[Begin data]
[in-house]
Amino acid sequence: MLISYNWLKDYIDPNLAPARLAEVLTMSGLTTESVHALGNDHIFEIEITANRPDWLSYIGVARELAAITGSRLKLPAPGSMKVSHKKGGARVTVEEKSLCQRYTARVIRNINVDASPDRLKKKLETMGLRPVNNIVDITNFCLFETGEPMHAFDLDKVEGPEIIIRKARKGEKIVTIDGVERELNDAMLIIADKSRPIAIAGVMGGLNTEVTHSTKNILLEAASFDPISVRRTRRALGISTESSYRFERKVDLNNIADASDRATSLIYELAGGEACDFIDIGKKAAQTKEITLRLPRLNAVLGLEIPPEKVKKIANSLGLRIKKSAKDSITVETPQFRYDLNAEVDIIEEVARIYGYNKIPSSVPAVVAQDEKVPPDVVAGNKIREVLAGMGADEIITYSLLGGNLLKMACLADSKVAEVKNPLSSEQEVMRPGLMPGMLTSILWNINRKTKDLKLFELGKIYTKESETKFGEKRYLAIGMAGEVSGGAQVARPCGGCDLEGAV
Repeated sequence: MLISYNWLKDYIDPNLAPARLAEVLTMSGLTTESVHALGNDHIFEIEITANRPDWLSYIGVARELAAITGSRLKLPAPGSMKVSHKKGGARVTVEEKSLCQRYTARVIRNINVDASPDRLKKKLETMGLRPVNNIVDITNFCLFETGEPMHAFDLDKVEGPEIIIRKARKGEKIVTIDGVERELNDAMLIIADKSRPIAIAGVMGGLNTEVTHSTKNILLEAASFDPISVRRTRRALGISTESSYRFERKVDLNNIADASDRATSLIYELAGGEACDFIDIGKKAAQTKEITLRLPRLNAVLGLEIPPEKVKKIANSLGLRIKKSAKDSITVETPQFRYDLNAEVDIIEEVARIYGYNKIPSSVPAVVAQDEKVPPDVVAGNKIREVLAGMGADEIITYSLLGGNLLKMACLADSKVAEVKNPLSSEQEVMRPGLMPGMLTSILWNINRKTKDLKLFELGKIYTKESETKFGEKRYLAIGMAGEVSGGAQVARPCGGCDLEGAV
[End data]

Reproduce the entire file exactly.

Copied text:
[in-house]
Amino acid sequence: MLISYNWLKDYIDPNLAPARLAEVLTMSGLTTESVHALGNDHIFEIEITANRPDWLSYIGVARELAAITGSRLKLPAPGSMKVSHKKGGARVTVEEKSLCQRYTARVIRNINVDASPDRLKKKLETMGLRPVNNIVDITNFCLFETGEPMHAFDLDKVEGPEIIIRKARKGEKIVTIDGVERELNDAMLIIADKSRPIAIAGVMGGLNTEVTHSTKNILLEAASFDPISVRRTRRALGISTESSYRFERKVDLNNIADASDRATSLIYELAGGEACDFIDIGKKAAQTKEITLRLPRLNAVLGLEIPPEKVKKIANSLGLRIKKSAKDSITVETPQFRYDLNAEVDIIEEVARIYGYNKIPSSVPAVVAQDEKVPPDVVAGNKIREVLAGMGADEIITYSLLGGNLLKMACLADSKVAEVKNPLSSEQEVMRPGLMPGMLTSILWNINRKTKDLKLFELGKIYTKESETKFGEKRYLAIGMAGEVSGGAQVARPCGGCDLEGAV
Repeated sequence: MLISYNWLKDYIDPNLAPARLAEVLTMSGLTTESVHALGNDHIFEIEITANRPDWLSYIGVARELAAITGSRLKLPAPGSMKVSHKKGGARVTVEEKSLCQRYTARVIRNINVDASPDRLKKKLETMGLRPVNNIVDITNFCLFETGEPMHAFDLDKVEGPEIIIRKARKGEKIVTIDGVERELNDAMLIIADKSRPIAIAGVMGGLNTEVTHSTKNILLEAASFDPISVRRTRRALGISTESSYRFERKVDLNNIADASDRATSLIYELAGGEACDFIDIGKKAAQTKEITLRLPRLNAVLGLEIPPEKVKKIANSLGLRIKKSAKDSITVETPQFRYDLNAEVDIIEEVARIYGYNKIPSSVPAVVAQDEKVPPDVVAGNKIREVLAGMGADEIITYSLLGGNLLKMACLADSKVAEVKNPLSSEQEVMRPGLMPGMLTSILWNINRKTKDLKLFELGKIYTKESETKFGEKRYLAIGMAGEVSGGAQVARPCGGCDLEGAV